The U.S. Department of Labor’s announcement of the final rule concerning Occupational Safety and Health Administration (“OSHA”) inspections has employers ringing alarm bells.  Set to take effect on May 31, 2024, the rule amends 29 C.F.R. § 1903.8(c) and makes significant changes to who is eligible to accompany OSHA Compliance Safety and Health Officers (“CSHO”) during workplace inspections, which are commonly referred to as “walkarounds.”

What Has Changed?

Before the amendment, OSHA’s rule restricted an employee’s authorized third-party representative during inspections to an employee of the employer or an individual with formal credentials approved by the CSHO.

Under the amended rule, employees may choose either a fellow employee or a non-employee third party to serve as their representative during an OSHA inspection.  More critically, the amendment no longer requires non-employee third-party representatives to possess formal credentials or specific professional expertise.  Instead, if a CSHO believes that a non-employee third party’s knowledge, skills or experience with hazards, workplace conditions or language will aid in conducting an effective and thorough inspection, the CSHO may permit the individual to join.

Other than determining that the third-party representative is “reasonably necessary,” the CSHO retains complete discretion over who may represent the employee.  This means an employee could authorize a safety consultant, a union representative, member of the press or any other person as their third-party representative during an OSHA walkaround.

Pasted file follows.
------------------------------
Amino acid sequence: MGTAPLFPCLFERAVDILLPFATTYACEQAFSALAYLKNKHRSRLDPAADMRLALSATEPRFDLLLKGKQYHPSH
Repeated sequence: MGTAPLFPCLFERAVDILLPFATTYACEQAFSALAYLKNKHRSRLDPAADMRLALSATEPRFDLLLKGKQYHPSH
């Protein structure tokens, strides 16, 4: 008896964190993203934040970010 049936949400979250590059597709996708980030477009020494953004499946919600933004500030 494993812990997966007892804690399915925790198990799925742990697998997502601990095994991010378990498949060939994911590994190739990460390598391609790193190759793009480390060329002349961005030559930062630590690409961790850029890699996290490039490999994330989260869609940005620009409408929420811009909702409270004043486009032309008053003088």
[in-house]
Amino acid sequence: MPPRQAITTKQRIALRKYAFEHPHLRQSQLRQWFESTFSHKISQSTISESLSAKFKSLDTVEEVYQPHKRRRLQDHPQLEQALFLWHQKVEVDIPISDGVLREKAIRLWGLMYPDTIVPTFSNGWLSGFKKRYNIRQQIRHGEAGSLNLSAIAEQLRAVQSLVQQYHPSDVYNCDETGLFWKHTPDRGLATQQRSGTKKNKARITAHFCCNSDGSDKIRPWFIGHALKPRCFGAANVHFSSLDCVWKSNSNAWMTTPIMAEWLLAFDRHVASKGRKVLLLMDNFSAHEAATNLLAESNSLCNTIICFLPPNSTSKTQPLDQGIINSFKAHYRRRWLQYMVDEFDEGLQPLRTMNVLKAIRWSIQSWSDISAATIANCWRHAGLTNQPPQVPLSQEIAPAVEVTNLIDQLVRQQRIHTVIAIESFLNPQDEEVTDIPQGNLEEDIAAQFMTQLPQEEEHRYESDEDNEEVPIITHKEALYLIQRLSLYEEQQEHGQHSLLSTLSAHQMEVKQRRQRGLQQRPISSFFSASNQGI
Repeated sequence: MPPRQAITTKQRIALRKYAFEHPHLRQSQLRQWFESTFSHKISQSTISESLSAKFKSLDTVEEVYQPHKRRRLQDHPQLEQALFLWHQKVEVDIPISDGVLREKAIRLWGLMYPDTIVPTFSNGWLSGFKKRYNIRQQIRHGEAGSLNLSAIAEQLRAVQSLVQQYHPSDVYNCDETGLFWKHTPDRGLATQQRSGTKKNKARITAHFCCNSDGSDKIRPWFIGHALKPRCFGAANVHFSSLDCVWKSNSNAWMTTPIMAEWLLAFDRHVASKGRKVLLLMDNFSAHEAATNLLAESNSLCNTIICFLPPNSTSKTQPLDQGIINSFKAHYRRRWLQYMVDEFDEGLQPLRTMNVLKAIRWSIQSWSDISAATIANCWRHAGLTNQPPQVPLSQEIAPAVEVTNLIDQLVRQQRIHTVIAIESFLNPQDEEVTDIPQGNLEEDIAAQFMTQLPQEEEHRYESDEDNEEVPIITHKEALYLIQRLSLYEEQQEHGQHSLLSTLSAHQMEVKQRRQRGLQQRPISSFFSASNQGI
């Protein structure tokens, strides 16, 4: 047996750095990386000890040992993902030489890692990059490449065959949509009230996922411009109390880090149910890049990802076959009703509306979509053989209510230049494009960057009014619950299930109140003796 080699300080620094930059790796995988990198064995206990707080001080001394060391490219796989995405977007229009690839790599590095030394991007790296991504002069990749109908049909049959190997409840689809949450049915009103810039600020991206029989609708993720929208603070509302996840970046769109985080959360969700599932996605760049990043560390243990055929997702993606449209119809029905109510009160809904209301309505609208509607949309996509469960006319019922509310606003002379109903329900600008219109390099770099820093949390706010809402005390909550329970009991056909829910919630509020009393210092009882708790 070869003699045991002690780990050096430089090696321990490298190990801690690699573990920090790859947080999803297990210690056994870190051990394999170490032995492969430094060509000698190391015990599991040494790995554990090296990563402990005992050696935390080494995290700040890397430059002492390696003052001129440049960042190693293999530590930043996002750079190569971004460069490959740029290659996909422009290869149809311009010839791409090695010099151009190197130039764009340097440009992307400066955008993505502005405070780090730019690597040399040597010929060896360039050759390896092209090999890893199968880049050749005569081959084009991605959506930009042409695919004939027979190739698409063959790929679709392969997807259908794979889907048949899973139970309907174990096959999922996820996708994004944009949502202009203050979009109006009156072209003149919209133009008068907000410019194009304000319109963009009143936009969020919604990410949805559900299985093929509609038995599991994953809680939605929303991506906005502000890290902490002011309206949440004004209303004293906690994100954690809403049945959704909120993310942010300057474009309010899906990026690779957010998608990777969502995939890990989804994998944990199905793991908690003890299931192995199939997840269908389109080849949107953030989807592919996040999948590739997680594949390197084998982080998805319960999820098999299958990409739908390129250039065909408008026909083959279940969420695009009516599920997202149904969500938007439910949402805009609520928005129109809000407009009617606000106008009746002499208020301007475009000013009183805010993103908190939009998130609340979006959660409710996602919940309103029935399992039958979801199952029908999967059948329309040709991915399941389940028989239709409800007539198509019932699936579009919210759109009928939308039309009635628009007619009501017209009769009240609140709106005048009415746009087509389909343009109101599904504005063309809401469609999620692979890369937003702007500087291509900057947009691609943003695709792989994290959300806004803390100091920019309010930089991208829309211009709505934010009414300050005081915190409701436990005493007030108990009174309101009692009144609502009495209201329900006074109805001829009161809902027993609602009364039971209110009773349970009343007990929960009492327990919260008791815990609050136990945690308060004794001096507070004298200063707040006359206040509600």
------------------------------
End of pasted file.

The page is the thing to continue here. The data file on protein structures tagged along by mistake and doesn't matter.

Key Areas of Concern

  • Criteria for Third-Party Involvement:  The discretionary power given to CSHOs lacks clear, standardized criteria, which could lead to potential inconsistencies.
  • Limited Employer Recourse:  The rule does not offer a formal process for employers to object to the selection of a non-employee third-party representative.
  • Property Rights and Confidentiality Risks:  There are no specified limits as to third-party access, therefore the new rule creates the possibility that third-party employee representatives may gain access to confidential, proprietary, or sensitive information.
  • Facilitated Union Access:  Easier access for union organizers could influence employer strategies during organizing campaigns.

Of note, it appears that, as the rule is written, even employees who do not have certified union representation can request a union representative during an OSHA investigation.

Recommended Actions for Employers

To navigate these changes effectively, employers should consider updating their inspection management procedures for on-site supervisors and managers.  For example, procedures should be updated to ensure that supervisors and managers are aware of the requirement to allow third-party representatives to accompany a CSHO during an OSHA inspection.  Further, employers should put practices in place to safeguard their property rights and sensitive information in the event of an inspection.  As always, employers should make sure they are up-to-date on safety procedures and OSHA rules and regulations. 

The rule represents a significant shift for employers subject to workplace safety and health inspections, with broad implications for employers across a variety of sectors.